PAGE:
(Originally published in the January 2009 Housing Journal)

Advanced Treatment Systems Require Knowledge of Electrical and Plumbing Codes

During a meeting December 2nd with representatives of the Construction Industries Division and NM Environment Department Liquid Waste Program, the issue of septic installers performing electrical connections for Advanced Treatment Systems (ATSs) came up.

Please remember — that unless the electrical components (e.g., blowers and pumps) are “plug-ins” an electrical journeyman must make all connections. If the installation is a retro-fit it will require an electrical permit in addition to the NMED permit. If the installation is at the time of new construction or remodel, the electrical permit for the structure will suffice for the installation of the ATU.

NMHBA has also heard from one of its builder members about a plumber installing a water softener on a new home with an ATS who insisted upon plumbing a line for the backflush directly into the ATS. This violates Liquid Waste Disposal Regulation NMAC, and NMED could issue a Notice of Violation to both the contractor and homeowner. The concern is that salts all work to some extent as an antibacterial agent, and introducing salts into a septic system can result in killing the good bacteria. Additionally, the salt may increase the specific gravity of the wastewater, reducing the effectiveness of physical separation of solids, and may clog small air orifices. Discharging water softener waste into an ATS may void the manufacturer warranty.

Here is the wording of the Liquid Waste regulations: Waste from a water softener unit shall comply with the following.

(1) Softener waste may be discharged to a conventional treatment unit. If the waste is not discharged to the treatment unit, the waste may be disposed in accordance with other applicable regulations.

(2) For new construction utilizing an advanced treatment system, the softener waste shall not be discharged to the advanced treatment unit. The softener waste shall bypass the advanced treatment unit and discharge directly to the drainfield or be disposed of in some manner acceptable to the department and meets all other state and local regulations.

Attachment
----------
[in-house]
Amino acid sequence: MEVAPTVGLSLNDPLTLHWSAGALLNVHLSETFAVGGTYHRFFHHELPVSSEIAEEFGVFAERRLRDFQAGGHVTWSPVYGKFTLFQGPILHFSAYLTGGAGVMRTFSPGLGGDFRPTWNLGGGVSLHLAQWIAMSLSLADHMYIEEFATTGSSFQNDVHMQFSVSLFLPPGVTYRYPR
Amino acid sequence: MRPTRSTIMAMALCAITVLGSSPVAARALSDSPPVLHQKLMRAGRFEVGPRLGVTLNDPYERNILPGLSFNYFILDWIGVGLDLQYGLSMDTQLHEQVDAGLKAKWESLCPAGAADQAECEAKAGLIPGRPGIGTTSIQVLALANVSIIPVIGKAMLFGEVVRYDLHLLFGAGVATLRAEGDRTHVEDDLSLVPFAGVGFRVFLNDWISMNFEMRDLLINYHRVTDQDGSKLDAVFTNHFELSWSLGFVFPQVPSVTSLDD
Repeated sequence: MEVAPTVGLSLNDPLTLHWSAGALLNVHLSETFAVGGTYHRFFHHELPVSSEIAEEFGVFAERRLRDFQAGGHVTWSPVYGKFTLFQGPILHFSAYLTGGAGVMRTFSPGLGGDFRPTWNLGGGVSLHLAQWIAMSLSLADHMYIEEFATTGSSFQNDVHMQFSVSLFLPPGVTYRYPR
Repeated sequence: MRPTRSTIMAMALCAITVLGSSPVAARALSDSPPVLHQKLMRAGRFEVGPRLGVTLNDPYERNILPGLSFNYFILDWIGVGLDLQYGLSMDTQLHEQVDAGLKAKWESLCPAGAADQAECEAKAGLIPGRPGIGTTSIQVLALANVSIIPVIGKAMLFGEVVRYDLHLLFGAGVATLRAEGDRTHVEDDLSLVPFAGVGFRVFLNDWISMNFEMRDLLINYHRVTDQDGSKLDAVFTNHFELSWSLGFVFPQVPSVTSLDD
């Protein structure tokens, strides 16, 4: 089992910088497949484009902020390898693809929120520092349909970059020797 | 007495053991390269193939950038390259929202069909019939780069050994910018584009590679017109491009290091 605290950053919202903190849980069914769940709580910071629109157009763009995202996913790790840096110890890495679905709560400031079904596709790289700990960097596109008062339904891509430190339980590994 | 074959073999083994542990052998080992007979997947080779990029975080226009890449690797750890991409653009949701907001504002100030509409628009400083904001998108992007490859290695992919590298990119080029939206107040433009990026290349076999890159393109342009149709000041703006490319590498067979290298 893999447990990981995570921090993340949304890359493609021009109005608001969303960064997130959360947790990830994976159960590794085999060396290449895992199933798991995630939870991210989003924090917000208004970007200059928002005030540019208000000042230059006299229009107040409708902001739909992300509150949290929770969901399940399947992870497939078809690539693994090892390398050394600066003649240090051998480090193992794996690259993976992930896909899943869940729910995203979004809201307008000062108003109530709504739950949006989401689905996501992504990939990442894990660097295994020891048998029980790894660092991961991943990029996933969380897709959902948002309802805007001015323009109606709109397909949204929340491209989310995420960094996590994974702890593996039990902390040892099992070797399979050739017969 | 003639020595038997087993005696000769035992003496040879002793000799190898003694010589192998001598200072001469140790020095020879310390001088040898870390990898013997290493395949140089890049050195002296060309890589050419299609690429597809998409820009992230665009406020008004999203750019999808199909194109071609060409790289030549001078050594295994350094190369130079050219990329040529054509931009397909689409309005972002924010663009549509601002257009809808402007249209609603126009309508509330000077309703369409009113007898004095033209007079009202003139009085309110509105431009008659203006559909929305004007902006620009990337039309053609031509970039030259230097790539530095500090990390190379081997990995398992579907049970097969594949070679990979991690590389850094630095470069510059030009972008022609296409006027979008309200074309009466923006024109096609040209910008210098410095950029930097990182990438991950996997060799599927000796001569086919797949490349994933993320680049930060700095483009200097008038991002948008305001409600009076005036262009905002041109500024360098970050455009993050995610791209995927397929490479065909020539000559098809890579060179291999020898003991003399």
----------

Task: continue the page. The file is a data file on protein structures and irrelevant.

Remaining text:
(3) If a water softener unit is installed at an existing residential or commercial unit utilizing an advanced treatment unit:

(a) the current liquid waste permit shall be amended to reflect the installation;

(b) a written notice shall be submitted to the maintenance service provider of the advanced treatment unit; and

(c) either a demand-initiated regeneration control device (DIR device) shall be installed or the softener waste shall bypass the advanced treatment unit.

(4) If an advanced treatment unit is to be installed at an existing residential or commercial unit with an existing water softener, the installation shall be done in accordance with the permit.

Wastewater TAC Actions May Affect Cost of Select Liquid Waste Systems

The December 16th meeting of the Wastewater Technical Advisory Committee (WTAC) resulted in two recommendations from the WTAC that may increase the cost of ATSs and alternative dispersal systems.

The first recommendation came out of a discussion of Low Pressure Pipe distribution systems. The WTAC suggested the Liquid Waste Disposal Regulations should be requiring a maintenance contract for all treatment systems that have mechanical or electrical components (like pumps). Current regulations require only owners of ATSs to keep a maintenance contract in force, but do not require the same of alternative dispersal systems like dosing fields where the effluent is released all along the drain field length either on an as-created or timed basis. The cost of a maintenance contract for just a dosing dispersal system requiring only an annual inspection of any pumps and timers is estimated to range between $100 – $300 per year, based upon how close the installation is to a maintenance provider.